148. Zhang Q, Raoof M, Chen Y, Sumi Y, Sursal T, Junger W, Brohi K, Itagaki K, Hauser CJ. Circulating mitochondrial DAMPs cause inflammatory responses to injury. Nature. 2010;464:104–7.PubMedPubMed CentralView ArticleGoogle Scholar
  149. Levine GN, Chodos AP, Loscalzo J. Restenosis following coronary angioplasty: clinical presentations and therapeutic options. Clin Cardiol. 1995;18:693–703.PubMedView ArticleGoogle Scholar
  150. Motwani JG, Topol EJ. Aortocoronary saphenous vein graft disease: pathogenesis, predisposition, and prevention. Circulation. 1998;97:916–31.PubMedView ArticleGoogle Scholar
  151. Schwartz SM, deBlois D, O’Brien ER. The intima. Soil for atherosclerosis and restenosis. Circ Res. 1995;77:445–65.PubMedView ArticleGoogle Scholar
  152. Tse G, Yan BP, Chan YW, Tian XY, Huang Y. Reactive oxygen species, endoplasmic reticulum stress and mitochondrial dysfunction: the link with cardiac arrhythmogenesis. Front Physiol. 2016;7:313.PubMedPubMed CentralGoogle Scholar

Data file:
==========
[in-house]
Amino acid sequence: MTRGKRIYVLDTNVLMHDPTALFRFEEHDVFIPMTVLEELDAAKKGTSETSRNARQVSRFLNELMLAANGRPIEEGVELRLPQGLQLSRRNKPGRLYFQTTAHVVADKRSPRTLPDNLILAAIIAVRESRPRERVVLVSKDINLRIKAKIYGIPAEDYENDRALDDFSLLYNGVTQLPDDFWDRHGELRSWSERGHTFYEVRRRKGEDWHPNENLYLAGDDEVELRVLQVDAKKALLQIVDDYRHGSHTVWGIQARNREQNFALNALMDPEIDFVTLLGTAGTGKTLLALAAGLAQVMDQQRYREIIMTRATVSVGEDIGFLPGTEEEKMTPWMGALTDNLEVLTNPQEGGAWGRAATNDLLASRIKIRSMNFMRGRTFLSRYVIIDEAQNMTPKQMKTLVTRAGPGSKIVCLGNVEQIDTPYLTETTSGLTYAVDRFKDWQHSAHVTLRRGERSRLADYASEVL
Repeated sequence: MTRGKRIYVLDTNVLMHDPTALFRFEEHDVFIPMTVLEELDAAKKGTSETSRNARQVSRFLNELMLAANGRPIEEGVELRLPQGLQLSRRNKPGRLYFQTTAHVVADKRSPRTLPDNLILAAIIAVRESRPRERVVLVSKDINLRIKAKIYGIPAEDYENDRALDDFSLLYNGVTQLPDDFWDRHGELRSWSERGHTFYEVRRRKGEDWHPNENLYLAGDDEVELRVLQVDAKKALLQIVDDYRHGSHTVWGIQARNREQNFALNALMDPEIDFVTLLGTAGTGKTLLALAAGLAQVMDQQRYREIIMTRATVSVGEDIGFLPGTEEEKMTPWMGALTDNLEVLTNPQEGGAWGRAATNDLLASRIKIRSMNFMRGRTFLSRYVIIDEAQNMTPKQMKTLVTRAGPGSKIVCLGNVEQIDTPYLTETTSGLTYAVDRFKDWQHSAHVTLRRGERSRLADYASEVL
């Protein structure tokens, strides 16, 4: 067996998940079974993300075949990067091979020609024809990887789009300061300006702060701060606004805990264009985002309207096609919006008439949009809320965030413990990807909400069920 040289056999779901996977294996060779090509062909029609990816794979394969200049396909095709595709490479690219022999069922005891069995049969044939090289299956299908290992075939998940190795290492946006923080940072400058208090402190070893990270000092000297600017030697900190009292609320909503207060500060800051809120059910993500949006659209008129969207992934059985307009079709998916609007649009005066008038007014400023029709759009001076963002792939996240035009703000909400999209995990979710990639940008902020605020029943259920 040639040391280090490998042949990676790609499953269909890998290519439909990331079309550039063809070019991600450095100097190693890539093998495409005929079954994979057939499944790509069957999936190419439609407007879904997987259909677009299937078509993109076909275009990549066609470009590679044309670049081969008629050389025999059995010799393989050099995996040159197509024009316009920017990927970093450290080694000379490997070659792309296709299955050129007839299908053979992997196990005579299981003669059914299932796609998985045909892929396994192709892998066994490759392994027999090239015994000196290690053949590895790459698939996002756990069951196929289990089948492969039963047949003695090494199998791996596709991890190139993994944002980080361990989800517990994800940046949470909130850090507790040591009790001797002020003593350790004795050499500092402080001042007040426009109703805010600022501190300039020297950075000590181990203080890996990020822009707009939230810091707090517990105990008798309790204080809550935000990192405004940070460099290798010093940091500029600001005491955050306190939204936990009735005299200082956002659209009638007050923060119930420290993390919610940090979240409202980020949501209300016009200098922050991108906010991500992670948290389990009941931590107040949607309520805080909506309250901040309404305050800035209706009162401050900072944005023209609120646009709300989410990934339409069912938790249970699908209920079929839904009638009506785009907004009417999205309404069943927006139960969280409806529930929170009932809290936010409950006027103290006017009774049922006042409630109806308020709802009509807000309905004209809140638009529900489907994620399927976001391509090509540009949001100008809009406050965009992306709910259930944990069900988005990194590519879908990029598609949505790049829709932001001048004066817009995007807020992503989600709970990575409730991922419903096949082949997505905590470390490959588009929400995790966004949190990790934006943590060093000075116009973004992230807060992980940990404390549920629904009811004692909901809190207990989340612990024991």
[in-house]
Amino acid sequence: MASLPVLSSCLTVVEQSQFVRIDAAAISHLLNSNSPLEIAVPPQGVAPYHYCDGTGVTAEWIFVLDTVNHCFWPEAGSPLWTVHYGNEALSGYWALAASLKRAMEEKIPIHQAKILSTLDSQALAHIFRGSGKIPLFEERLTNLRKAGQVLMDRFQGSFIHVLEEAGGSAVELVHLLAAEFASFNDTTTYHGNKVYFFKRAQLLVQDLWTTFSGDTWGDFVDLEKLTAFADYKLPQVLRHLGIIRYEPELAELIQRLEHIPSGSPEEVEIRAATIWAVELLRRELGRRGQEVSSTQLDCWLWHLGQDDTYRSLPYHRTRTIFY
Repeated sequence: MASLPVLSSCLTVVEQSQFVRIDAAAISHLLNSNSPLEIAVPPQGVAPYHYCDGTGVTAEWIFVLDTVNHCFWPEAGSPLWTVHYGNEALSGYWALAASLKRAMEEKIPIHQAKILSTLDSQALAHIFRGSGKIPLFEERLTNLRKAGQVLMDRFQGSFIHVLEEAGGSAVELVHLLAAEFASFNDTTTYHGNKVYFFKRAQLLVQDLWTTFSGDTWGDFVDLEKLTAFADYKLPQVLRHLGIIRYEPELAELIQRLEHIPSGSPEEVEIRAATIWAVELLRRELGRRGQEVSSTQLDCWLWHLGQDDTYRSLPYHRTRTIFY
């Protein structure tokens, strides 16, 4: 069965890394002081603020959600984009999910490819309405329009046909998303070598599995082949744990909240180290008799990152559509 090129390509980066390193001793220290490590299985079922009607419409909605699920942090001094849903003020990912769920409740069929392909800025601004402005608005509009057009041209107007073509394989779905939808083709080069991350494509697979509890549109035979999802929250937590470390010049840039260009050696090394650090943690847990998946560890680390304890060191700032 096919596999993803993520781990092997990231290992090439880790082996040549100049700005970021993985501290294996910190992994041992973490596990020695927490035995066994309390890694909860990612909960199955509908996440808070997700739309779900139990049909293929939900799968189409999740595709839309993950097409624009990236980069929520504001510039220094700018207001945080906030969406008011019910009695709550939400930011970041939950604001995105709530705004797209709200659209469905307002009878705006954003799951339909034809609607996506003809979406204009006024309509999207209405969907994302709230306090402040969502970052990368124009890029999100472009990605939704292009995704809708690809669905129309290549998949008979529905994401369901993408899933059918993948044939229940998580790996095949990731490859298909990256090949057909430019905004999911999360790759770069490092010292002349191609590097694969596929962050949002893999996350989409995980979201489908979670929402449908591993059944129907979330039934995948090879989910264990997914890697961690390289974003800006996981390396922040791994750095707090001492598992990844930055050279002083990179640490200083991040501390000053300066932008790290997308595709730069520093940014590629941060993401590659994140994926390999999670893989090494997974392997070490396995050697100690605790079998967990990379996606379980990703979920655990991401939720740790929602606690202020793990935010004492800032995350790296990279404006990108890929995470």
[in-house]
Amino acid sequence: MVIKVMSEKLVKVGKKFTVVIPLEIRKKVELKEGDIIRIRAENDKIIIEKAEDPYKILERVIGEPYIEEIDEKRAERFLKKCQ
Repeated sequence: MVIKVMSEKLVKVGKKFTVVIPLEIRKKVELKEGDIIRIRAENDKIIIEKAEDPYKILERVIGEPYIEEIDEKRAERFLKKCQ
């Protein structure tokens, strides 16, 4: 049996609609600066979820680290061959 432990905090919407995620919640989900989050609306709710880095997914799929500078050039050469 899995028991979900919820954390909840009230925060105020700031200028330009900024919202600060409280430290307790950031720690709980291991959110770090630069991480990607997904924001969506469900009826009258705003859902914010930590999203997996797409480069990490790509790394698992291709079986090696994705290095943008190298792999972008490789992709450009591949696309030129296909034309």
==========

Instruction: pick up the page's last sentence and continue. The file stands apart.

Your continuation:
153. Thyberg J, Blomgren K, Hedin U, Dryjski M. Phenotypic modulation of smooth muscle cells during the formation of neointimal thickenings in the rat carotid artery after balloon injury: an electron-microscopic and stereological study. Cell Tissue Res. 1995;281:421–33.PubMedView ArticleGoogle Scholar
  154. Xu Q. Mouse models of arteriosclerosis: from arterial injuries to vascular grafts. Am J Pathol. 2004;165:1–10.PubMedPubMed CentralView ArticleGoogle Scholar
  155. Napoli C, Lerman LO. Involvement of oxidation-sensitive mechanisms in the cardiovascular effects of hypercholesterolemia. Mayo Clin Proc. 2001;76:619–31.PubMedView ArticleGoogle Scholar
  156. House SJ, Potier M, Bisaillon J, Singer HA, Trebak M. The non-excitable smooth muscle: calcium signaling and phenotypic switching during vascular disease. Pflugers Arch. 2008;456:769–85.PubMedPubMed CentralView ArticleGoogle Scholar
  157. Munaron L, Antoniotti S, Fiorio Pla A, Lovisolo D. Blocking Ca2 + entry: a way to control cell proliferation. Curr Med Chem. 2004;11:1533–43.PubMedView ArticleGoogle Scholar